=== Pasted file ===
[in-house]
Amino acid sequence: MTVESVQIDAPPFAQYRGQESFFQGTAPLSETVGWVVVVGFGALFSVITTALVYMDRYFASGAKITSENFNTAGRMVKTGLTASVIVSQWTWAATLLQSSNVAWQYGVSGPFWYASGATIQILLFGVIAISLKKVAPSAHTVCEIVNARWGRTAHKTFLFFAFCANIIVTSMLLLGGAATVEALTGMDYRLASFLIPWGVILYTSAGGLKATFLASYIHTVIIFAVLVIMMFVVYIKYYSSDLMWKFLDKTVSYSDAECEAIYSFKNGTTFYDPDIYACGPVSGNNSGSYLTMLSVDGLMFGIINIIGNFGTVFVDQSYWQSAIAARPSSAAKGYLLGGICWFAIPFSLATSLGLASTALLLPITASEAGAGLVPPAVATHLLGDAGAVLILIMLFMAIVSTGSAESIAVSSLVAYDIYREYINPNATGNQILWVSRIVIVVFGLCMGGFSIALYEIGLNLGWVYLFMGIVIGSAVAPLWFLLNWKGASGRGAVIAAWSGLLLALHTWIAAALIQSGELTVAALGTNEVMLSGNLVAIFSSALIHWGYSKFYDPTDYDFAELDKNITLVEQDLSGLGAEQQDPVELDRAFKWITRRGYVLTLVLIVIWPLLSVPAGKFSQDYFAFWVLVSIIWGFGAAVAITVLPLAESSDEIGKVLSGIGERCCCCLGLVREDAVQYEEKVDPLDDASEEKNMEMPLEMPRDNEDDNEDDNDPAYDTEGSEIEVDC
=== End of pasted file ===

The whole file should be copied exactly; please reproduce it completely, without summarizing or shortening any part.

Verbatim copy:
[in-house]
Amino acid sequence: MTVESVQIDAPPFAQYRGQESFFQGTAPLSETVGWVVVVGFGALFSVITTALVYMDRYFASGAKITSENFNTAGRMVKTGLTASVIVSQWTWAATLLQSSNVAWQYGVSGPFWYASGATIQILLFGVIAISLKKVAPSAHTVCEIVNARWGRTAHKTFLFFAFCANIIVTSMLLLGGAATVEALTGMDYRLASFLIPWGVILYTSAGGLKATFLASYIHTVIIFAVLVIMMFVVYIKYYSSDLMWKFLDKTVSYSDAECEAIYSFKNGTTFYDPDIYACGPVSGNNSGSYLTMLSVDGLMFGIINIIGNFGTVFVDQSYWQSAIAARPSSAAKGYLLGGICWFAIPFSLATSLGLASTALLLPITASEAGAGLVPPAVATHLLGDAGAVLILIMLFMAIVSTGSAESIAVSSLVAYDIYREYINPNATGNQILWVSRIVIVVFGLCMGGFSIALYEIGLNLGWVYLFMGIVIGSAVAPLWFLLNWKGASGRGAVIAAWSGLLLALHTWIAAALIQSGELTVAALGTNEVMLSGNLVAIFSSALIHWGYSKFYDPTDYDFAELDKNITLVEQDLSGLGAEQQDPVELDRAFKWITRRGYVLTLVLIVIWPLLSVPAGKFSQDYFAFWVLVSIIWGFGAAVAITVLPLAESSDEIGKVLSGIGERCCCCLGLVREDAVQYEEKVDPLDDASEEKNMEMPLEMPRDNEDDNEDDNDPAYDTEGSEIEVDC